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“In my world, conservative doesn’t mean turning your back on your principles ... when you know in your heart what the right thing is to do,” Thatcher said, arguing HB11 “hurts” the transgender community, violates the Constitution and wastes taxpayer money.

“If it costs me my seat, then so be it,” Thatcher said. “If I lose my race, I lose my race standing for what I believe in.”

Sen. Daniel Thatcher, R-West Valley City, explains why he is voting against overriding Gov. Spencer Cox’s veto of HB11, which bans transgender girls from participating in female school sports, at the Capitol in Salt Lake City on Friday, March 25, 2022. | Spenser Heaps, Deseret News

In the House, two Republican representatives also maintained their stance — Rep. Mike Winder, R-West Valley City, and Rep. Robert Spendlove, R-Sandy.

Winder tweeted Thursday night he would not vote to override Cox’s veto.

“As a fiscal conservative I cannot vote for a bill to throw away tax dollars in a losing lawsuit or to cost the state in economic opportunities all while only serving as a message of hate while being mired in court,” Winder tweeted, adding he agrees with Cox and the sentiments the governor stated in his veto letter. “Utah can do better!”

Responding to a tweet questioning his motives, Winder said he’s “not running for a fourth term,” calling himself a “lame duck and can speak freely without worrying about reelection.”

“I say what I said because I believe it,” Winder tweeted. “The Gov is right. Utah can do better on this issue!”


“Is this who we are as a state?” Salt Lake City Mayor Erin Mendenhall asked in a tweet after the votes. “I’m at a loss. This is decidedly not ‘The Utah Way’ and I’m ashamed at the way some of our state’s leaders are playing politics with children’s lives.”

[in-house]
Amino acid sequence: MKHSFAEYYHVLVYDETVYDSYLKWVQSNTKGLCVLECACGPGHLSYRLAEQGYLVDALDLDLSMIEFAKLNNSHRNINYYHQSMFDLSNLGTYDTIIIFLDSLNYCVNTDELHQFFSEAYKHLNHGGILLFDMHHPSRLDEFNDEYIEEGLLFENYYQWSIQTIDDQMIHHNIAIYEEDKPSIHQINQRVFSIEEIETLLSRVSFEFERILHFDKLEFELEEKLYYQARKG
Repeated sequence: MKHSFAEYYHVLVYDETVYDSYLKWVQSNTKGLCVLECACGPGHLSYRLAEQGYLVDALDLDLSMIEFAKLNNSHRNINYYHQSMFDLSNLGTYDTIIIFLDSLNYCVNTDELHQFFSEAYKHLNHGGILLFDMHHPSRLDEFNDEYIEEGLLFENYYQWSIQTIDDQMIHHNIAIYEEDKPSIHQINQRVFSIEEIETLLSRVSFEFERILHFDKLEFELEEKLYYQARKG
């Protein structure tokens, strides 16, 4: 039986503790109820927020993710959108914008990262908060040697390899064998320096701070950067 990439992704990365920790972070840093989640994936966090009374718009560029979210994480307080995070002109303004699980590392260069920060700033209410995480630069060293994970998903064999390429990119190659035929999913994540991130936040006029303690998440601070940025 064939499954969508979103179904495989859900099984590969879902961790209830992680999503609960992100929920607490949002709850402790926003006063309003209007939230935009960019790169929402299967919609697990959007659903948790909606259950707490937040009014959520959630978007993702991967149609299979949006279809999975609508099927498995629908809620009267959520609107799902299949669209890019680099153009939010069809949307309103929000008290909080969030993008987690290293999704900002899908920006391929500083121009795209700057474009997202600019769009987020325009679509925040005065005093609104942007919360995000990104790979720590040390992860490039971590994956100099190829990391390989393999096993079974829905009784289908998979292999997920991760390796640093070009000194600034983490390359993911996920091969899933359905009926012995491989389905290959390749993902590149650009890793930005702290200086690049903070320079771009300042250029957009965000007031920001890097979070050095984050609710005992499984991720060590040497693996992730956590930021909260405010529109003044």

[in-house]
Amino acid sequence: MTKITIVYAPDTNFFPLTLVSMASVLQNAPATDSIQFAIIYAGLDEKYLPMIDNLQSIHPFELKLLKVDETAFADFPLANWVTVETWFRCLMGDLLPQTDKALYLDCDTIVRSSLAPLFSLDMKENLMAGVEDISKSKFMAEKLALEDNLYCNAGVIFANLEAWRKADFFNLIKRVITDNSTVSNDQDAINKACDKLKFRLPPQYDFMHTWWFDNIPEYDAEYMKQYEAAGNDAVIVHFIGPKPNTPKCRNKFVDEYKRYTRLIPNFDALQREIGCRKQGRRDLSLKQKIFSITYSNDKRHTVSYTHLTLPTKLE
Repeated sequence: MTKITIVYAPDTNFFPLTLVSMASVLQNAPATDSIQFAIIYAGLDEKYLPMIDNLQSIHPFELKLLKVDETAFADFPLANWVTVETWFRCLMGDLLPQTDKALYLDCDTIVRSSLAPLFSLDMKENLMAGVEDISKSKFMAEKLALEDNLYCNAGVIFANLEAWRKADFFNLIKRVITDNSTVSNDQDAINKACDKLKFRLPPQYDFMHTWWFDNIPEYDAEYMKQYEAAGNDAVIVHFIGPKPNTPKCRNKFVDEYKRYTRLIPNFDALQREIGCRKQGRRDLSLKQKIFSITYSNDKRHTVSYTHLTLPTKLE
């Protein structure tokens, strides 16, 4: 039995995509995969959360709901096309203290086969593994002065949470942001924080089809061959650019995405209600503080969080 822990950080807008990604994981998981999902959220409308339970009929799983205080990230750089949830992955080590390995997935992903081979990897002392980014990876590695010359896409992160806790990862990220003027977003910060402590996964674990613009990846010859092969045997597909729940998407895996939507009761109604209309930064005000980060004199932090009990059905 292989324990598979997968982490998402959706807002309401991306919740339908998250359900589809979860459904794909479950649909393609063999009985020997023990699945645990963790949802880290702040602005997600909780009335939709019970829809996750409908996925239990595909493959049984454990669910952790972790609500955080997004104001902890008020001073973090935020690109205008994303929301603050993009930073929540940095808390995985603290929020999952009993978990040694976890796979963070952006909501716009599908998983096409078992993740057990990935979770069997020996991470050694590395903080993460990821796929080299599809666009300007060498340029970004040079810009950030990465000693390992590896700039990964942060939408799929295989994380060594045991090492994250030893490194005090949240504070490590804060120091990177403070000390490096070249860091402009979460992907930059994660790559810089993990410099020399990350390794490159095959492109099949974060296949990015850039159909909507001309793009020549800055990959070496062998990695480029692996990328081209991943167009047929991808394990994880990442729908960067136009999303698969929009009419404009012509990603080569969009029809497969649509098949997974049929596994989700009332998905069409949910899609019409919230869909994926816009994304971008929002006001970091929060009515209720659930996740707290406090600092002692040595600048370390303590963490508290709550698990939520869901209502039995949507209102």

She went on to address transgender kids directly, saying, “I’m sorry this is happening to you and some of our leaders seem intent on going out of their way to persecute and punish you just for being who you are. They do not speak for all of us. You are perfect as you are. You are loved. I stand with you.”

“The Utah Jazz oppose discriminatory legislation,” said a statement put out by the team Friday afternoon. “We are committed to our values of inclusivity, mutual respect, and fair play. Beyond basketball, we hope for an equitable solution that shows love and compassion for all our youth.”

The team’s statement comes amid speculation that the NBA could pull its annual All-Star Game from Salt Lake City, where it is scheduled to be held next year. The league previously moved the 2017 All-Star Game from Charlotte after North Carolina passed a bill to only allow people to use bathrooms that corresponded with the gender they were assigned at birth.